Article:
During my time at the organisation, I have been able to develop my IT and communication skills, time keeping, professionalism and more, which I know will be hugely beneficial moving forward with my future career prospects.

Here are what other young people had to say about the youth organisation:

“Exposure have really boosted my confidence, and have immeasurably improved my writing skills. They’ve always given me plenty of encouragement when writing articles. I can’t thank them enough for the kindness they’ve shown me and the opportunities they’ve given me.” – Arjan

History enthusiast Arjan has been involved with Exposure for two years after taking part in workshops put together by the organisation at his Sixth Form. After writing an article on the Suffragettes to commemorate the 100th anniversary of British women getting the vote, he was amazed to find out a few weeks later that he had won Best Young Journalist Aged 14-18 after Exposure had entered his article into the London Voices Award. Ever since then, Arjan has “written a number of articles for Exposure on different subjects, most recently about the pandemic and how it has affected young people, including [himself].”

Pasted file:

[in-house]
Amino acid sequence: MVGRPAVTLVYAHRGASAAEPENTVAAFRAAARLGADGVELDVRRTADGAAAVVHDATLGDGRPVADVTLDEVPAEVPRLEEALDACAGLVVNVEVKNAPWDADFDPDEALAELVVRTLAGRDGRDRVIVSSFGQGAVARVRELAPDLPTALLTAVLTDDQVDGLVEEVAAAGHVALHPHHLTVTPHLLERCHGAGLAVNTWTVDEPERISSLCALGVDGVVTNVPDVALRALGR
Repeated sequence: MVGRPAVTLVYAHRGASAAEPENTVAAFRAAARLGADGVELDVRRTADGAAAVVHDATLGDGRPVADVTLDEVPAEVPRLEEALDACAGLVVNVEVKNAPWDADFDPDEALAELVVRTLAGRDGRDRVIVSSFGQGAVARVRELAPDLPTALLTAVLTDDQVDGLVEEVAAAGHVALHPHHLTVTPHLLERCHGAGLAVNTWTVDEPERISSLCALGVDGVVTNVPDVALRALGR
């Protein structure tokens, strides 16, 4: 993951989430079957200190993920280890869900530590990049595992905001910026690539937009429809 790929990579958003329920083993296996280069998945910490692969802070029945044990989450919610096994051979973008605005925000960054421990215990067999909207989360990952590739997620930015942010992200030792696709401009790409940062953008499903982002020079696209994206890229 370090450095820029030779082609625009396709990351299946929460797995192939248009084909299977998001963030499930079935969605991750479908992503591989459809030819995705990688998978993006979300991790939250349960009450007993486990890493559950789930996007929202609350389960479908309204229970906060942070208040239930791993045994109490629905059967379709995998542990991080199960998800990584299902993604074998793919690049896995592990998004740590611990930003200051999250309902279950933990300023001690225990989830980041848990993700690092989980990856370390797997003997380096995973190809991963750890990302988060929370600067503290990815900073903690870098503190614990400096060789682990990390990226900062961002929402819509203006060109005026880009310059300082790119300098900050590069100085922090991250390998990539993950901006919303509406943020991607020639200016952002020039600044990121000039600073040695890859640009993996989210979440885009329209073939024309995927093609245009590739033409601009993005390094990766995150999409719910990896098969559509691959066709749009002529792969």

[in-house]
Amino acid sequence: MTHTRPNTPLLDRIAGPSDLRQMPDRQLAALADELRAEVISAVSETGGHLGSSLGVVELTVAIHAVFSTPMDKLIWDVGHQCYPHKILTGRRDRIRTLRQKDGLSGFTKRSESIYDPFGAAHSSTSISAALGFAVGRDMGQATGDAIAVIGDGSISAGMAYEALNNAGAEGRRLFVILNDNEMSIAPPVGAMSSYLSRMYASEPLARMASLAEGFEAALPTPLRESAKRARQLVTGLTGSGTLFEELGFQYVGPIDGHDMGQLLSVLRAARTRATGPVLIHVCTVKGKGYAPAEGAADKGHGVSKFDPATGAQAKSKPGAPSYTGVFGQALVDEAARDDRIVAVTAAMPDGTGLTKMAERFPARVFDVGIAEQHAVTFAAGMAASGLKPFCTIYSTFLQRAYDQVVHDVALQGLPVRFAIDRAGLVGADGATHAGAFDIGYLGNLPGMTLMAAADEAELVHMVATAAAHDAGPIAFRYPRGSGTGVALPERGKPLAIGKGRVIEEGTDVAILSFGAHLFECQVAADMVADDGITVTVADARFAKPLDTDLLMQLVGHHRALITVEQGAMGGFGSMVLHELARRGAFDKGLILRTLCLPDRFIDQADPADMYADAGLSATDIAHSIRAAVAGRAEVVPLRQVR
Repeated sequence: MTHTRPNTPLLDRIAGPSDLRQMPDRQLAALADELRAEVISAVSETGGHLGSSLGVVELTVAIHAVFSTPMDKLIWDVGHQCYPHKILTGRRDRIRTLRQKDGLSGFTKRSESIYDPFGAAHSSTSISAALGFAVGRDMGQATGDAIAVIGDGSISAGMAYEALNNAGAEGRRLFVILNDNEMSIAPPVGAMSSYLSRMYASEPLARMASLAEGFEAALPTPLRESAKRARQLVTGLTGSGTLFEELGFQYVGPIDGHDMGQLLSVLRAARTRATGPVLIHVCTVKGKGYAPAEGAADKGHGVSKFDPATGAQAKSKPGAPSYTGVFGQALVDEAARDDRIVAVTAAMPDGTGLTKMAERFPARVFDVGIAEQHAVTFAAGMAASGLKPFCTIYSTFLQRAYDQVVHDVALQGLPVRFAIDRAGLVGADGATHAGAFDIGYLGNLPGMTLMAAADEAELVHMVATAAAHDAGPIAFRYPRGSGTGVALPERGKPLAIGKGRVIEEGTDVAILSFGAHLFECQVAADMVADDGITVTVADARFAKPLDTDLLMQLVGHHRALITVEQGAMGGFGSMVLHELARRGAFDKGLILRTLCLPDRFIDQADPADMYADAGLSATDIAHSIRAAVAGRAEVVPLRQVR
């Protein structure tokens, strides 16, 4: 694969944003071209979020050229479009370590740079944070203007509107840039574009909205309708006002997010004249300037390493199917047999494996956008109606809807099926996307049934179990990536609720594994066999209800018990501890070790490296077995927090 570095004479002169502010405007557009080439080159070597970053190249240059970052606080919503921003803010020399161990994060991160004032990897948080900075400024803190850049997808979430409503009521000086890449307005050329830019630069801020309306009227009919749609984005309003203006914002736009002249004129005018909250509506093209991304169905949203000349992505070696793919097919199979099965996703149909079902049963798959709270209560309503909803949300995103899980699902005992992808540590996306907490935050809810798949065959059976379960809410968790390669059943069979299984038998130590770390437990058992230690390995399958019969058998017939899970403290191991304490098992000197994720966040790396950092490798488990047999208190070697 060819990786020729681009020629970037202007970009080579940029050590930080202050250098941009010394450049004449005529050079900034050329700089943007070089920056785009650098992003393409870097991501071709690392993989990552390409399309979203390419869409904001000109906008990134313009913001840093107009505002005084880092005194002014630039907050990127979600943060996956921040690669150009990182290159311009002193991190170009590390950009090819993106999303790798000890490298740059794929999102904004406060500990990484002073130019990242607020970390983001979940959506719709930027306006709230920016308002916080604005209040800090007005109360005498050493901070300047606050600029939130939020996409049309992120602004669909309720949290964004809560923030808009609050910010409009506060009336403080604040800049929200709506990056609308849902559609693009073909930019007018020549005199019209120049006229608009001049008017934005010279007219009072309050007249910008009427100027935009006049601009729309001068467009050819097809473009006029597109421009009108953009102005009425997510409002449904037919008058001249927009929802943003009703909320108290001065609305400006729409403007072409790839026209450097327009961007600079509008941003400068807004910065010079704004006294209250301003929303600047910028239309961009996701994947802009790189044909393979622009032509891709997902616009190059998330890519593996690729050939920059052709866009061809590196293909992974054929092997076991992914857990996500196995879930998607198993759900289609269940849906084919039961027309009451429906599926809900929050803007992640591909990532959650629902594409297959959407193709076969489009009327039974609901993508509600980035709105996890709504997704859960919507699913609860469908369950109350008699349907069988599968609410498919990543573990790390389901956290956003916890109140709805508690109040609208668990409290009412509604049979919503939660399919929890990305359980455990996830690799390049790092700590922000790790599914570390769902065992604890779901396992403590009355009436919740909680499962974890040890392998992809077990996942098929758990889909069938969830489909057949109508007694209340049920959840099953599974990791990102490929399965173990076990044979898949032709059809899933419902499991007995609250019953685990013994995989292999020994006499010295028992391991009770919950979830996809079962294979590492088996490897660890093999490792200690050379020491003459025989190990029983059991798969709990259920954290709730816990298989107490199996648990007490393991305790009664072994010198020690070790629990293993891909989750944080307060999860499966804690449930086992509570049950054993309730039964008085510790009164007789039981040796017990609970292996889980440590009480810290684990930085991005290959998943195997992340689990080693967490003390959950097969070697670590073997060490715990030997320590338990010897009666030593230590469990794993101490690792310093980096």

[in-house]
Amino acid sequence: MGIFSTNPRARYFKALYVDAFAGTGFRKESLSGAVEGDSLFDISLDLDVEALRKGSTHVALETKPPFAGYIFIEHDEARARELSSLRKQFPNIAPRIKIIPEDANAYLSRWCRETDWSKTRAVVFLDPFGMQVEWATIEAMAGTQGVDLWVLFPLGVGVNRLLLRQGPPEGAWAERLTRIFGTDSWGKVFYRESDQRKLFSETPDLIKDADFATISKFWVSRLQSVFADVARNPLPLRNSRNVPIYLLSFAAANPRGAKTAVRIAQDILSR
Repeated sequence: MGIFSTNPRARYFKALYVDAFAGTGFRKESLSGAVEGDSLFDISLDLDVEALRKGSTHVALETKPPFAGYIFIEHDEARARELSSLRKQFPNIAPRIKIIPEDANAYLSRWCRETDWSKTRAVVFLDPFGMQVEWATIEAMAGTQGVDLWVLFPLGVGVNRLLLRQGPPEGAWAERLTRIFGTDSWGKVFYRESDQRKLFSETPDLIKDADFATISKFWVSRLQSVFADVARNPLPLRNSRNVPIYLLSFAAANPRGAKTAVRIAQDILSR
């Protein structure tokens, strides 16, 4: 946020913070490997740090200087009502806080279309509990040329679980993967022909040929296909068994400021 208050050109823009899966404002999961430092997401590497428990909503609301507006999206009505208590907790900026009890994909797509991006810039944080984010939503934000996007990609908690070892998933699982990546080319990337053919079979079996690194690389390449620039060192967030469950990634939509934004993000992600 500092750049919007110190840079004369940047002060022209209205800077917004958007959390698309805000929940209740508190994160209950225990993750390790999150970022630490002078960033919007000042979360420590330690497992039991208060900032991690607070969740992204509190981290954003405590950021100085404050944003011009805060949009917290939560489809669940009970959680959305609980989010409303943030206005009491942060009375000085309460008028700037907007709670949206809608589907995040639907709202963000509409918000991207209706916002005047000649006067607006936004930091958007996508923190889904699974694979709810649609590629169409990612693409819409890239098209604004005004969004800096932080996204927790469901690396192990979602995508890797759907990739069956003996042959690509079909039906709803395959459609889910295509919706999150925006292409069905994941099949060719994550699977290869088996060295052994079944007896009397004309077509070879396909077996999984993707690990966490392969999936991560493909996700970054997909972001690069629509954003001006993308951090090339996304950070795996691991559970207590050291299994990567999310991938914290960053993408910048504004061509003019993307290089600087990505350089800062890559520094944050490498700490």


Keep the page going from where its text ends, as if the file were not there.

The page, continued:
“Exposure has helped me express myself during tough times where self-expression is vital.” – Aloki

Aloki has been involved with Exposure for over a year and has contributed some excellent pieces to the organisation over lockdown on topics including exercise and literature.

“Exposure has been a positive way for me to write about topics I’m interested in; it has enabled me to think creatively!” – Aya